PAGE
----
Willem de Rooij
b. 1969, The Netherlands
Willem de Rooij’s practice is influenced by a reflection on the conditions of the exhibition space and of institutional practice, and is often a visual study on the triangular relationship between early global trade, intercultural conflict, and mutual attraction. In light of this interest, he has worked, for instance, with groups of objects originally produced to represent the establishment and to decorate those in power. Through their high-material – and sometimes religious – value, these objects confirm the existence of prevailing power structures existing at a certain point in time. Central in his work is the selection and combination of images in a variety of different media, which range from sculpture to photography, film, and texts. De Rooij analyses conventions of presentation and representation, constructing tensions between historical, political, and autonomous sources.
Throughout his career, he has produced artworks that manifest an aversion to and at the same time dependence on visual references. This contradiction is already illustrated in the early film installations made with Jeroen de Rijke, his collaborative partner at that time. The films probe the possibility of ‘referentiality’ in art by seeing how many references can be inserted into a single work. According to De Rooij, the aim was to question why ‘so many works seemed to lean very heavily on references and seemed to legitimize themselves by referring to other interesting stuff, be these artworks or any other reference in the cultural field’. Following this array of research, his recent exhibitions make use of existing objects and works of other artists.
For EVA International 2016, De Rooij has created a new work that is in counterpoint to an artwork that was previously produced together with Koyo Kouoh for the 2012 show Hollandaise at Raw Material Company in Dakar, Senegal. The previous work, Blue to Black, is a wax print, traditionally produced in Ghana. The new work, TKTK, is made out of cloth created using traditional Batik technique from Indonesia – a piece of fabric handprinted in Yogyakarta. TKTK and Blue to Black are shown together on two separate but identical pedestals in the same room.
The purpose of Hollandaise was to question the role played by fabrics in the decolonization of knowledge: fabrics told stories, family stories, stories of trade, of labour, of creativity, of skills. The concept for the exhibition stemmed from the long-standing commercial relationship between the Netherlands and Africa. The title referred to the colourful printed fabrics that are exported from the Netherlands to Africa, and are generally known in West Africa as ‘Hollandaise’ or ‘Dutch Wax’. Dutch textile companies, such as Vlisco, developed mass production and commercial applications for Indonesian Javanese batik in the middle of the nineteenth century, and found their largest markets on the Atlantic shores of Africa. Today, the bright and distinctive wax prints are regarded as typically African. Complex globalization processes thus created the constructed image of a certain Africanness.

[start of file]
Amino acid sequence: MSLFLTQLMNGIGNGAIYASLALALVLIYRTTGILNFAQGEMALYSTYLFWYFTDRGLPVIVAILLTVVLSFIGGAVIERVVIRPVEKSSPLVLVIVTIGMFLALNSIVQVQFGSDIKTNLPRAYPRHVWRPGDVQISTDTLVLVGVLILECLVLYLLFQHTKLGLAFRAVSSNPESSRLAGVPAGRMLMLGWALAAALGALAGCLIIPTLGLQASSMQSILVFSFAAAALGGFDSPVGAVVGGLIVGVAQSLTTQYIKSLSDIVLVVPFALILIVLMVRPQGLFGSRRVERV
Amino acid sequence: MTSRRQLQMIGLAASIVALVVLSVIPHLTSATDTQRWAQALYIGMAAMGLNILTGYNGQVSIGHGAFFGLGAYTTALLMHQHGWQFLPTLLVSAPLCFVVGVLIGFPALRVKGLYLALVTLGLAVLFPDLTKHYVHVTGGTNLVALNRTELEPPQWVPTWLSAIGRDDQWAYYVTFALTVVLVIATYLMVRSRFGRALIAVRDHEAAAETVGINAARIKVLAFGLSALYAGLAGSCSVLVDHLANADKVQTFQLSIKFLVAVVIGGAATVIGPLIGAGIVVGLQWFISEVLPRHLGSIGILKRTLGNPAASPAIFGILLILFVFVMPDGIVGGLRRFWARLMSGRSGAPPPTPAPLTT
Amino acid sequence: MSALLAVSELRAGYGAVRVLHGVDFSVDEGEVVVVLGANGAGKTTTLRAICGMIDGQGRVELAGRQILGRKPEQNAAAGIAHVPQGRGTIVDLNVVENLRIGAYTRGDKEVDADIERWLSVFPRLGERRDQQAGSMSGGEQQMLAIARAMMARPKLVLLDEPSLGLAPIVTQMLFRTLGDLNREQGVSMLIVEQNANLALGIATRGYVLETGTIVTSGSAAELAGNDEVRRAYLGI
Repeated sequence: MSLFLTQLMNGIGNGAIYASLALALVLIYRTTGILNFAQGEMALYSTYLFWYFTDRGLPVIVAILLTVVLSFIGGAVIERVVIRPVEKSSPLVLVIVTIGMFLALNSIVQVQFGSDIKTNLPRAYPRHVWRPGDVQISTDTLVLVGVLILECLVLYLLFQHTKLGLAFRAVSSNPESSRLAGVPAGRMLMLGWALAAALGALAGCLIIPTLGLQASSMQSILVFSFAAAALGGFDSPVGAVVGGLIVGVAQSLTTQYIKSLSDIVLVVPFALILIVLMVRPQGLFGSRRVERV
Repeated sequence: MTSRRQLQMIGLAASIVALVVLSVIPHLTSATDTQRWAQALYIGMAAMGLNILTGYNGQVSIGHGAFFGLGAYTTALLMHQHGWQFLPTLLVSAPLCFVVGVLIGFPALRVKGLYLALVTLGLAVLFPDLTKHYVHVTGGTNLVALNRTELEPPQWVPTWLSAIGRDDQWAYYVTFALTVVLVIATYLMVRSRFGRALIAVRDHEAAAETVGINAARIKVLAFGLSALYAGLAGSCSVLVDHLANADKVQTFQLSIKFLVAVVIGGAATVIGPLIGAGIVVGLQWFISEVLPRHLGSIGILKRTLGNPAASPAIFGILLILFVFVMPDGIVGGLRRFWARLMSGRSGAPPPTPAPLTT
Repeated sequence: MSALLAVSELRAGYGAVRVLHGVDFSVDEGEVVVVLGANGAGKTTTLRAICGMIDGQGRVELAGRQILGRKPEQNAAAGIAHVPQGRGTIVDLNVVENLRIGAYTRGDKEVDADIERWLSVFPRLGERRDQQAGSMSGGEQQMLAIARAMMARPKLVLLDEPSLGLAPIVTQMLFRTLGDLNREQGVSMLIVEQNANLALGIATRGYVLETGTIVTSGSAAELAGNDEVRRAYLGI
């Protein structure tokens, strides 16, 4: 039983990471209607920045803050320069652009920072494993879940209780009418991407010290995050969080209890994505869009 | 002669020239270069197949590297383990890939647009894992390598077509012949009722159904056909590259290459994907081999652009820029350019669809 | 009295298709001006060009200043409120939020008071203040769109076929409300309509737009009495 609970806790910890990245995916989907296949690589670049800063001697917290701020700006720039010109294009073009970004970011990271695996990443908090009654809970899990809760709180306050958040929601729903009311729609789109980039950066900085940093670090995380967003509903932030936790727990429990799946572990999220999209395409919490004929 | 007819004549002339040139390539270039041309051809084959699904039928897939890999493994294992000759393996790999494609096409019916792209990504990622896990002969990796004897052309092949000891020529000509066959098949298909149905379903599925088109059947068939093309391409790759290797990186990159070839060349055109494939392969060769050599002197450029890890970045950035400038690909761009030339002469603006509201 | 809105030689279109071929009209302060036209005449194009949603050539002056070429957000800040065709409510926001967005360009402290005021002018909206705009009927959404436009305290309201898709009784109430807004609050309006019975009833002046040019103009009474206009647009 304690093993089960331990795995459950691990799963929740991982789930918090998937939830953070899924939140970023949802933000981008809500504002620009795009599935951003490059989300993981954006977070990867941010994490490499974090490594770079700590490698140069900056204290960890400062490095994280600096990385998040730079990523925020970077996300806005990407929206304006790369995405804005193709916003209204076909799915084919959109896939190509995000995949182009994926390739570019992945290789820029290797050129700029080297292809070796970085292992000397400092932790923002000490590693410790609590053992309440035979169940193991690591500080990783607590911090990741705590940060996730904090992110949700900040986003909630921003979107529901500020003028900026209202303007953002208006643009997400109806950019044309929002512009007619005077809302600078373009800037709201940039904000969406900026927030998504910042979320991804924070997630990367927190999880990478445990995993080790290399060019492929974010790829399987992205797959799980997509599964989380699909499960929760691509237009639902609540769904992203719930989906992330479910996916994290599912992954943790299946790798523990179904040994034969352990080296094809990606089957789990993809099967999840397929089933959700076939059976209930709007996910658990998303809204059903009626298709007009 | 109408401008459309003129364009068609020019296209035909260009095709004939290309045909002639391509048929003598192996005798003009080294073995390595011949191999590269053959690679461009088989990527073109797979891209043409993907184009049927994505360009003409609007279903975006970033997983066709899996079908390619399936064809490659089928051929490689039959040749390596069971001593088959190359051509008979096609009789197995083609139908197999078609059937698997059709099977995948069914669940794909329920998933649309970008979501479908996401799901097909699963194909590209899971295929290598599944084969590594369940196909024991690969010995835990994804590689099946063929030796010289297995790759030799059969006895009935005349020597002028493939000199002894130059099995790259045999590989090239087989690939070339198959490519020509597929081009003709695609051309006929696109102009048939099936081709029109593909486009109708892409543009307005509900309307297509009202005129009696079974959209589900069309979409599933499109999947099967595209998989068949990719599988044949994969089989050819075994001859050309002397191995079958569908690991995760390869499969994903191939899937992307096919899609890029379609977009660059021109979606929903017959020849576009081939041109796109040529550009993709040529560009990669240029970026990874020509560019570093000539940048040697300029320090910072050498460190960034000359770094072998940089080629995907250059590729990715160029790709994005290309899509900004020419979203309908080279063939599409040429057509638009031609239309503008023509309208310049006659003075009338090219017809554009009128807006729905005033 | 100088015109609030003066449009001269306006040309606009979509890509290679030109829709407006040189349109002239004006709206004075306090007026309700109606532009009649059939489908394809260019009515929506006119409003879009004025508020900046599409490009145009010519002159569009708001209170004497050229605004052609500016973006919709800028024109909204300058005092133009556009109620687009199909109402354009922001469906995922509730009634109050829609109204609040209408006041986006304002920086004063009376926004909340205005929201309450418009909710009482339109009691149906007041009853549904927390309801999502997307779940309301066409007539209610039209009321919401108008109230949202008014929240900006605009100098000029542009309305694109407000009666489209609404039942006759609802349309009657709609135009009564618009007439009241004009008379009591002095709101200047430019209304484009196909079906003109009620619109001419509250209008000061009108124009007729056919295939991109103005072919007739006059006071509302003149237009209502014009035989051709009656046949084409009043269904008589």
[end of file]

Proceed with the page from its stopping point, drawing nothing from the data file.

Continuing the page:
Willem de Rooij (1969, Beverwijk, Netherlands) lives and works in Berlin. De Rooij studied art history at the University of Amsterdam and art at the Gerrit Rietveld Academie and the Rijksakademie in Amsterdam. He is currently the Professor of Fine Art at the Städelschule, Staatliche Hochschule für Bildende Künste, Frankfurt am Main. In 2014 he was awarded the Vincent Award Nomination, The Vincent van Gogh Biennial Award for Contemporary Art in Europe, Gemeentemuseum Den Haag, The Hague.
Recent solo exhibitions include: The Impassioned No (2015), Le Consortium, Dijon; Character Is Fate (2015) Witte de With, Rotterdam; Index: Riots, Protest, Mourning and Commemoration (2014), Arnolfini, Bristol, UK; Using Walls, Floors and Ceilings (2014), the Jewish Museum, New York; Farafra (2013), Bergen Kunsthall, Bergen; Untitled (2012) at Kunstverein München, Munich; Crazy Repelled Firelight (2011), Friedrich Petzel Gallery, New York; and Intolerance (2010) at Neue Nationalgalerie, Berlin.
(Text: EVA 2016. Still (the) Barbarians, catalogue)
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